The use of online proctoring methods has attracted a great deal of criticism for nearly a year now, mostly because of a perceived lack of privacy. Many students hate being recorded and monitored during their exams.

Erasmus University Rotterdam is going one step further than that. In addition to their webcams, EUR wants students to use the cameras on their phones. In this way, the university hopes to combat a novel way of cheating during exams, Erasmus Magazine wrote in January.

What about students’ privacy concerns?

You can’t just do that, said the Party for the Animals (PvdD), which strongly opposed the use of ‘monitoring software’ during exams right from the start. The party asked the education minister to force the Erasmus University to stop using the ‘monitoring software’.

Judging from her answer to the question, the Minister does not intend to go that far. However, she is calling on universities and universities of applied sciences not to overuse the two-camera set-up, and not to opt for this method unless it is ‘strictly necessary’.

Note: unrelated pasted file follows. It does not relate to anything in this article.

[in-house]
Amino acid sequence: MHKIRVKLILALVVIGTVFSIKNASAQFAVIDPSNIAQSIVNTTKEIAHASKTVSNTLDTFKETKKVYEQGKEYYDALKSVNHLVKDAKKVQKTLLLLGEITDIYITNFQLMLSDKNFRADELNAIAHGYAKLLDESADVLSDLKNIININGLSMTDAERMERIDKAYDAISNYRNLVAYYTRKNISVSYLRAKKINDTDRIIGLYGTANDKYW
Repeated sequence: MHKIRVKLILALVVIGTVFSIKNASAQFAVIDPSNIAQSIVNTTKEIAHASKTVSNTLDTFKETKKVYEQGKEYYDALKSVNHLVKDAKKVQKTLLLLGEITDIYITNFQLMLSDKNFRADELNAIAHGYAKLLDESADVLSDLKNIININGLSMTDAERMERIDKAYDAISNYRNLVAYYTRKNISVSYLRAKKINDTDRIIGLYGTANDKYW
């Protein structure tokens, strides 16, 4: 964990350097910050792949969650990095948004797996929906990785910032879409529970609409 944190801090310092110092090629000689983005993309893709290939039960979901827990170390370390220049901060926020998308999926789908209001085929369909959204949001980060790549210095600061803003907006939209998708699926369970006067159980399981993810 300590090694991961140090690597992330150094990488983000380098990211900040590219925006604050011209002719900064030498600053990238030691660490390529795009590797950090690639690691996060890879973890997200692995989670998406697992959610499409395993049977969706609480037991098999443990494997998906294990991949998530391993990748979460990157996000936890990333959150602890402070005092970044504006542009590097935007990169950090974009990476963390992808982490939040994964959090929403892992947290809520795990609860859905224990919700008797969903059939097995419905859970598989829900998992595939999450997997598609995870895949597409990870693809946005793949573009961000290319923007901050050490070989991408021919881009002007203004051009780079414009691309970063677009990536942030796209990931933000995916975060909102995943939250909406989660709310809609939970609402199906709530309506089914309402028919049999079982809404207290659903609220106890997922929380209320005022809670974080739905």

The PvdD had a few more questions, though, because what about students’ privacy concerns? In reply, the Minister stated that EUR is complying with applicable regulations. In addition, the university’s Executive Board has promised that a two-camera set-up will not be used in cases where an alternative assessment method is available, and students who strongly object to online proctoring are always welcome to sit a different type of exam on campus.

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Increased risk from virus

What it all boils down to is that, as far as the Minister is concerned, it is up to Dutch universities and universities of applied sciences themselves to decide how best to combat cheating. Furthermore, tertiary education institutions are already using alternative assessment methods where possible, such as open-book examinations and assignments to be submitted. However, with some courses, such alternatives are simply not an option.

Moreover, the Minister stated in her letter, online proctoring may actually benefit some students – say, students who are self-isolating at home, or who are at increased risk from coronavirus. Elite athletes or students who give care to others may also benefit from online proctoring after the pandemic, in Van Engelshoven’s opinion.